Safety Tips for Swimming Pool Parties and Backyard Cookouts and BBQs

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Summer time is here which means it is a popular time for Jacksonville and North Florida families to plan backyard barbecues and pool parties. As such, many people in Florida and nationwide will end up taking unexpected trips to the ER; nearly half of all unintentional child injury related deaths occur in June, July and August. Underwriter Laboratories (UL) is an independent non-profit global safety organization that is urging families to make backyard safety a priority this summer.
Following are a few unsettling statistics:
-Each summer an estimated 2.7 million children visit the ER due to injuries around the pool or backyard
-Barbecue grill fires resulted in 7,900 home fires for each year between 2003 and 2006
-Each year 200,000children under 14 go to the ER for play set-related injuries
-For those families that have swimming pools, 4,200people every year visit the ER with pool or spa-related injuries
-Unfortunately 10 people die each day from drowning in the United States.
In light of these statistics, UL recommends that families visit The Backyard Safety Explorer to test the safety of their outdoor space before allowing the kids to play in the yard.
The UL has also provided safety tips for grilling, pool and playground safety:
Grilling Safety
• Keep grills at a safe distance from any structure. Grilling mishaps cause more than 8,300 fires and send 3,000 people to the emergency room each year. Never grill indoors or near garages or porches, even if it’s raining.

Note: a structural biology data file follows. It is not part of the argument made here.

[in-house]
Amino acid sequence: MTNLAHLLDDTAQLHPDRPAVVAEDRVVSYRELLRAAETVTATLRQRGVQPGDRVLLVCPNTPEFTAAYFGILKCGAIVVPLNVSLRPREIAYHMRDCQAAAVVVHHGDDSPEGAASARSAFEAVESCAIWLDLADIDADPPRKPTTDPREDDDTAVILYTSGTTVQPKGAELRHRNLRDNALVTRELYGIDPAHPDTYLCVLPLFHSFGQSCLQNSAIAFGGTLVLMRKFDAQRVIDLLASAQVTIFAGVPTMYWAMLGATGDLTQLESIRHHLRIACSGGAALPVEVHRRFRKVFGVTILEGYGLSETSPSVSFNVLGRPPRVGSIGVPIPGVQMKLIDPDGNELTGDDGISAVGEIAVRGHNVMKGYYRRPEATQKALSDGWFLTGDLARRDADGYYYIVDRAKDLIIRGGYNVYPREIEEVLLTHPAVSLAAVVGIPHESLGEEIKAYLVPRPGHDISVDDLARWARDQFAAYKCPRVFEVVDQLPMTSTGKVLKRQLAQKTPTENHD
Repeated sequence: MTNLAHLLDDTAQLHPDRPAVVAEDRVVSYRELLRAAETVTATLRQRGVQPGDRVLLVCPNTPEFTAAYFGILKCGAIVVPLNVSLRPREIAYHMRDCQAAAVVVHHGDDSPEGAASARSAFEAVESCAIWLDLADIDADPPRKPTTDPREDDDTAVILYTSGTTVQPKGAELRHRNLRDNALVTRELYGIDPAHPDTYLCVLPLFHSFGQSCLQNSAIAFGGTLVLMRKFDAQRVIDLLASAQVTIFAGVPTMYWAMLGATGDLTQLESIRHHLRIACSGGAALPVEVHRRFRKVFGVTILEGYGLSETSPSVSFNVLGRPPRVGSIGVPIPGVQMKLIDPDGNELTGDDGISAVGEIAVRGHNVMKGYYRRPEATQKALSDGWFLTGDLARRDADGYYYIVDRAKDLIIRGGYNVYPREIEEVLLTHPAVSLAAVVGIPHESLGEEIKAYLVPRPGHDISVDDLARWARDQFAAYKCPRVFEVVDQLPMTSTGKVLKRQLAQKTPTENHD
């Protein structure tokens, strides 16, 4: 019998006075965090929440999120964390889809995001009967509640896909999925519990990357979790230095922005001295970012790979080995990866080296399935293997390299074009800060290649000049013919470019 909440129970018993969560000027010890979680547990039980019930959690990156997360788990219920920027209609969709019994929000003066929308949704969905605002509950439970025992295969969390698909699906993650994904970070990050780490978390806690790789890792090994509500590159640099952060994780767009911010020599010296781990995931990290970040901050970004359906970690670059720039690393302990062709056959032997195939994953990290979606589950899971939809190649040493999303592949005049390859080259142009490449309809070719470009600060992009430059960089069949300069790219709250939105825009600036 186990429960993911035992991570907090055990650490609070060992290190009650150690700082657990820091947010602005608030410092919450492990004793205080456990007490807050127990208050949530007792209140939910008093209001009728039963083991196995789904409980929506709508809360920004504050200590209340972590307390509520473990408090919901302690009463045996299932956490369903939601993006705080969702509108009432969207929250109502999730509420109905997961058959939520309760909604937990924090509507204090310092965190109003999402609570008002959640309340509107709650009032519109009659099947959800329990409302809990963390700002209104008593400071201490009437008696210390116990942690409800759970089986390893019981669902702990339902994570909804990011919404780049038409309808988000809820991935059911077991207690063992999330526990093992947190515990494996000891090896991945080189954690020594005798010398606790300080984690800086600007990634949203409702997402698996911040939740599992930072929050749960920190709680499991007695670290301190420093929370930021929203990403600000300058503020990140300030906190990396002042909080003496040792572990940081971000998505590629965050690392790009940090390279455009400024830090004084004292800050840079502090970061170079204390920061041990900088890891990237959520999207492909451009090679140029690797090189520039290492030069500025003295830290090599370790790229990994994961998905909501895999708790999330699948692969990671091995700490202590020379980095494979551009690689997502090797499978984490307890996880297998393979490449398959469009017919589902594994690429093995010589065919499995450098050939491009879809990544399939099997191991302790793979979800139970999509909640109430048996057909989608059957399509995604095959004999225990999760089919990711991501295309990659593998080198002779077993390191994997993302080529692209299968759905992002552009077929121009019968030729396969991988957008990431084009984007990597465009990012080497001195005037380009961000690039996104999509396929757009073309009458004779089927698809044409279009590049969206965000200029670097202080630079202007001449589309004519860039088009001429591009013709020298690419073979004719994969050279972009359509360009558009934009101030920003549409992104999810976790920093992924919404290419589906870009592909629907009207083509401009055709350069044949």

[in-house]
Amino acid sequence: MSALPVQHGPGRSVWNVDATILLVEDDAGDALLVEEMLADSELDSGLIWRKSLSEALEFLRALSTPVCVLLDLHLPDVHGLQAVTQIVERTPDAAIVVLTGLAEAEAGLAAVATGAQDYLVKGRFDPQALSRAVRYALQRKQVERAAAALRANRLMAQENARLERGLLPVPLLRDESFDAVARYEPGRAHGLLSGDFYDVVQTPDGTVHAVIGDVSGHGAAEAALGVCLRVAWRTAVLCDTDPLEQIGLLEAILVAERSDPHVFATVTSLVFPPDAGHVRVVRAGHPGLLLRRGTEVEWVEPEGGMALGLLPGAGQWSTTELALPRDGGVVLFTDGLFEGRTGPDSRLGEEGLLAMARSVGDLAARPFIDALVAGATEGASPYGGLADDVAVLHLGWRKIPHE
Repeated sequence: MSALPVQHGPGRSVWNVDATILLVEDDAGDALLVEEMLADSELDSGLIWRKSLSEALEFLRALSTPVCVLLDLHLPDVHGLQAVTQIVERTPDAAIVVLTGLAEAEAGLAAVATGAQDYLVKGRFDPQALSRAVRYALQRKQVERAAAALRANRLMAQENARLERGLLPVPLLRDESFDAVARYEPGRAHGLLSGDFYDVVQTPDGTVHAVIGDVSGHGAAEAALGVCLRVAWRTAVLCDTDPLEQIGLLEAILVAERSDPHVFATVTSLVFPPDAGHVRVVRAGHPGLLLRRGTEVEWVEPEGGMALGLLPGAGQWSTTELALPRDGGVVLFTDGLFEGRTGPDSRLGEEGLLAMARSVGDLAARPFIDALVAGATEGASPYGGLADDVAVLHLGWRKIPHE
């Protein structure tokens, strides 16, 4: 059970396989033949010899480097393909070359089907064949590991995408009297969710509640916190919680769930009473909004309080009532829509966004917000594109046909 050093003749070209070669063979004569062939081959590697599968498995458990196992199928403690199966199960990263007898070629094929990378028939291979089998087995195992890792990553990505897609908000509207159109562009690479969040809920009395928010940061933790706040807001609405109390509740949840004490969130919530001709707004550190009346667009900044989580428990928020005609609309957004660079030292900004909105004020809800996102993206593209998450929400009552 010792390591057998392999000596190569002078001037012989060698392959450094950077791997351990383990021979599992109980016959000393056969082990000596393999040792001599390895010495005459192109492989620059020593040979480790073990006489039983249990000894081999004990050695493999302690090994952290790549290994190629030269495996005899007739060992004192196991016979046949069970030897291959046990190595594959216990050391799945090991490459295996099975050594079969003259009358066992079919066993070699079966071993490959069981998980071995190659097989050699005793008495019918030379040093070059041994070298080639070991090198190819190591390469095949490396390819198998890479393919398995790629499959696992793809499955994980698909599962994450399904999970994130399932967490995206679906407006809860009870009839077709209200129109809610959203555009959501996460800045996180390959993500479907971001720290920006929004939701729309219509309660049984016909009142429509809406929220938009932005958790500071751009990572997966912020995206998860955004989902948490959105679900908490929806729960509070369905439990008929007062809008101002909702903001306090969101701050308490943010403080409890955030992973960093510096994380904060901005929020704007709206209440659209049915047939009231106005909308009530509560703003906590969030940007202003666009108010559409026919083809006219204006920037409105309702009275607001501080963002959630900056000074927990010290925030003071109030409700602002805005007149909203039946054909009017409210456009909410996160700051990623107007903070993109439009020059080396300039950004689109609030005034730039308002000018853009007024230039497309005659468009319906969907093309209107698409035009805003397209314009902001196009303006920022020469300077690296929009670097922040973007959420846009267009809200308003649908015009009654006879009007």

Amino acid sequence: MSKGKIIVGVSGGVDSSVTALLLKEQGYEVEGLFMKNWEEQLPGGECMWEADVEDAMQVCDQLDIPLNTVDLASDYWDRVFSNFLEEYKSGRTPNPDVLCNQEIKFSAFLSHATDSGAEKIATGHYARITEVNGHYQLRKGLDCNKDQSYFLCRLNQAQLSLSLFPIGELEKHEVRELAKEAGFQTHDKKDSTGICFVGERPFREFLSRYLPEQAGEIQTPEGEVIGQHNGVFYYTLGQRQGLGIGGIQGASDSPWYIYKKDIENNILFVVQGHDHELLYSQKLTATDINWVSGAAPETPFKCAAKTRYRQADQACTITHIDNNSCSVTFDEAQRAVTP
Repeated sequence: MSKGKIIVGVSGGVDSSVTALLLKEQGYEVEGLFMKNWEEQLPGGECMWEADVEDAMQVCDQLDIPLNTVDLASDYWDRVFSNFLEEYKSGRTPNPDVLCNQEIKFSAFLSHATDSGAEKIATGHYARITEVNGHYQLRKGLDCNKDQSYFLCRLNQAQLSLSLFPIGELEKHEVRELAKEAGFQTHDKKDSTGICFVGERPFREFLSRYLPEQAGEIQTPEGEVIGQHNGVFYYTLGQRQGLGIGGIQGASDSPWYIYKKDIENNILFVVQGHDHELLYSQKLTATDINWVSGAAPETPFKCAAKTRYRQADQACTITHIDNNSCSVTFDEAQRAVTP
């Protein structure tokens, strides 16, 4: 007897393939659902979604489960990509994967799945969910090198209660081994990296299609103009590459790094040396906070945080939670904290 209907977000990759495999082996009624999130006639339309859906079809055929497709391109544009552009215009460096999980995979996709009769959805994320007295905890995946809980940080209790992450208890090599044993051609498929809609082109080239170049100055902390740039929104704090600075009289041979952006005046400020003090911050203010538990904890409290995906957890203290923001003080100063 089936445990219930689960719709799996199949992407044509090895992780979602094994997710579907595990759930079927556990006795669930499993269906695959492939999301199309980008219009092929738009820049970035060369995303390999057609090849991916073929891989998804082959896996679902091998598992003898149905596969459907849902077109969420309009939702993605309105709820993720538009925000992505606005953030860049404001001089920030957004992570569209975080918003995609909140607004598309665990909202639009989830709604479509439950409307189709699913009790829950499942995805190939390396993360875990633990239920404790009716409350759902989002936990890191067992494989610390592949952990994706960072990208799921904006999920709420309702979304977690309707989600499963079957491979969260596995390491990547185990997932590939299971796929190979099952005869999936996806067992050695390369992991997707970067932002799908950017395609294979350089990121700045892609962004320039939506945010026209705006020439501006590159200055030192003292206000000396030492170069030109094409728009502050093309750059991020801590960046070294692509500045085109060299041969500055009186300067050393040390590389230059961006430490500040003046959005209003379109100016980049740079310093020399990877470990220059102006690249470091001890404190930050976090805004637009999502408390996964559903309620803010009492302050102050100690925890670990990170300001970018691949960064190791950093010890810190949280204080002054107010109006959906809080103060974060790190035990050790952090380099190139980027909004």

• Never leave the grill unattended, especially when young children or pets are nearby.
• Have a spray bottle or fire extinguisher close to the grill to put out the fire, should one occur.
Pool Safety
• If you have a pool at home, install a fence. The fence should be at least four-feet high and have a self-closing, self-latching gate that has a locking mechanism beyond a child’s reach.
• Supervision is a must. Follow the 10/20 rule when you’re at the pool. The 10/20 rule states the supervising adult needs to position themselves to be able to scan the pool within 10 seconds and reach the water within 20 seconds
• Flotation devices, toys and inflatable swimming aids are not safety devices. They are toys and can easily puncture and deflate.
• Empty small wading pools after children are done playing and remove all toys. Infants can drown in just a few inches of water. Pool toys may attract children to the pool when it is unattended.
Playground Safety
• Carefully inspect backyard playground equipment. Make sure equipment is anchored safely in the ground, all equipment pieces are in good working order, S-hooks are entirely closed, and bolts are not protruding.
• Check for spaces that could trap children like openings in guardrails or between ladder rungs. These spaces should measure less than 3.5 inches or more than 9 inches.
• Install protective surfacing, such as rubber tiles or mulch under the play set, at least six feet in all directions, to prevent serious injuries should a child fall.
For more information on this topic, see tips to stay safe during backyard BBQs and pool parties

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